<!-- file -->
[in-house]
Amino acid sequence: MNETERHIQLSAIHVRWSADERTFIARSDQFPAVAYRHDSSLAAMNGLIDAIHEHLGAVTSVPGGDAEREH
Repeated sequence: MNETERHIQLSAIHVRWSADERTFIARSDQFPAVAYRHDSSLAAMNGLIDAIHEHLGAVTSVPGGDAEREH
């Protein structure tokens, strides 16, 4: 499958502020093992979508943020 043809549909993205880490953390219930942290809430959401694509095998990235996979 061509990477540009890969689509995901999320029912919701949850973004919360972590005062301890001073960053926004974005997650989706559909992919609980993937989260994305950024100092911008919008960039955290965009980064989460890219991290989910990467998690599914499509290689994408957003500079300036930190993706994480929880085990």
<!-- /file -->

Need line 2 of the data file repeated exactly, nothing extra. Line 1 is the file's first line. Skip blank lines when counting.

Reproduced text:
Amino acid sequence: MNETERHIQLSAIHVRWSADERTFIARSDQFPAVAYRHDSSLAAMNGLIDAIHEHLGAVTSVPGGDAEREH